The Jackdaw has a section devoted to translating art speak. And if they can’t translate it then their preferred option is to make as much fun of it as possible. Conceptual artists don’t ever get a fair shake in this column I’m afraid.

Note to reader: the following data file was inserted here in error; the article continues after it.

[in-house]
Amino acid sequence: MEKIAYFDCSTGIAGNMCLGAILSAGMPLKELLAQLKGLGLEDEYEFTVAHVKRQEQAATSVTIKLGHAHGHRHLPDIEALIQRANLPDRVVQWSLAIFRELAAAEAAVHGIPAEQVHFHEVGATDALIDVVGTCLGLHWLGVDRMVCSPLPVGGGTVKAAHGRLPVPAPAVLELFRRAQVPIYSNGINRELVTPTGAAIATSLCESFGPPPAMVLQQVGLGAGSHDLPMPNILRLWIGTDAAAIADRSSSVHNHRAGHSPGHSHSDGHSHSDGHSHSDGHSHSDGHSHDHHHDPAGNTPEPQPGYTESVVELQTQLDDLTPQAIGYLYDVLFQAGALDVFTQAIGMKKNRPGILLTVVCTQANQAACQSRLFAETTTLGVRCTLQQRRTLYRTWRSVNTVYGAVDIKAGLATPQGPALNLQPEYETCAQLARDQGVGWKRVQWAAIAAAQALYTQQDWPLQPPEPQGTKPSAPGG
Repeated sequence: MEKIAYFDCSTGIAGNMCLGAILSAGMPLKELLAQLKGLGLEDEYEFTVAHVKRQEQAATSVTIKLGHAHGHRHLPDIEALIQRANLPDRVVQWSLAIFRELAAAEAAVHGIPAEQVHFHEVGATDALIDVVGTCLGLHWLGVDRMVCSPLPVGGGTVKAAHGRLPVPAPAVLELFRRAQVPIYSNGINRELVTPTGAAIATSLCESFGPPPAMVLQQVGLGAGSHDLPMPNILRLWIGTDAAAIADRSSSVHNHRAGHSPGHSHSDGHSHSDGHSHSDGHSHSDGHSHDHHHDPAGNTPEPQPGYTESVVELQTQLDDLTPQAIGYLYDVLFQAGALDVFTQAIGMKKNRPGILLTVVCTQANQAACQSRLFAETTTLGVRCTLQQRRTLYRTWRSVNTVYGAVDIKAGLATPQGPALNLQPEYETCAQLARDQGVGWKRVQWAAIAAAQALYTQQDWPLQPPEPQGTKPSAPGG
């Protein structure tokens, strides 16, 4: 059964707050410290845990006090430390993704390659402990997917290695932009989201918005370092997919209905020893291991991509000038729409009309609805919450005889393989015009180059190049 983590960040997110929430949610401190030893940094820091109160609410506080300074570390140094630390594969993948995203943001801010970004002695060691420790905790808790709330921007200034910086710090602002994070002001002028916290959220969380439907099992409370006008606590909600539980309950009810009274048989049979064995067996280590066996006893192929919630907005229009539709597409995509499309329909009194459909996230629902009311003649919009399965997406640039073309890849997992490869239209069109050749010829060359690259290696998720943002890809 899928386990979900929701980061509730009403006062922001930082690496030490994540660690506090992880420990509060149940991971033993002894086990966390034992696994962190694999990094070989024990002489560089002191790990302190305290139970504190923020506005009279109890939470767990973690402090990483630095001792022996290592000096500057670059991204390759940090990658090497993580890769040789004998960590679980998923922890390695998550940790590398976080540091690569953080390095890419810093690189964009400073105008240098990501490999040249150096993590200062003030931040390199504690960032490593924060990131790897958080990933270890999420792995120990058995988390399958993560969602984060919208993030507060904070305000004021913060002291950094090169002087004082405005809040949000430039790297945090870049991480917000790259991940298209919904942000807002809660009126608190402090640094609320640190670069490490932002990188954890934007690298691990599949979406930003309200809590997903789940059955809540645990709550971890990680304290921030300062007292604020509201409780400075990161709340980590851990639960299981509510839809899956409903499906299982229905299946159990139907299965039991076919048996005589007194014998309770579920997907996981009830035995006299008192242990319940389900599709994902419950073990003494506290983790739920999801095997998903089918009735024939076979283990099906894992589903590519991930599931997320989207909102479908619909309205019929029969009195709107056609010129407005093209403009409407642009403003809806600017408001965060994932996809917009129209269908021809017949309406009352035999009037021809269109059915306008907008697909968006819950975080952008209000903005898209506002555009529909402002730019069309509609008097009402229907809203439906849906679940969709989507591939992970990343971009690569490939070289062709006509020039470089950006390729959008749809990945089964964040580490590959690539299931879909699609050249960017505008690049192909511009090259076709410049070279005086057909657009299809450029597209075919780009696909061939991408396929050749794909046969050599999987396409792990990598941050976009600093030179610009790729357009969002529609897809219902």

Like any good rag The Jackdaw has some high profile hates. Damien Hirst is a constant figure though I believe he probably secretly donates to them, Antony Gormley is often lampooned cruelly, Nick Serota of the Tate Modern is given full on corporate dbag treatment and the Serpentine Gallery in London, that dazzling new edition to all things wealthy and arty (the list of celebs that attend their openings are way to long to record here) is given full on ballistic assault regardless of what manoeuvres they make. You see, The Jackdaw believes that there is an art conspiracy wherein the Tate, State Art (what they call Arts Council England, their Canada Council if you will), the Arts Fund (a national charity that contributes to art, supposedly all English art) and all the glittering galleries like the Serpentine have colluded into making art stars via the Turner Prize (jurors are regularly dealers and curators working for any of the above) thus stoking the dollar amounts of contemporary art in the London market.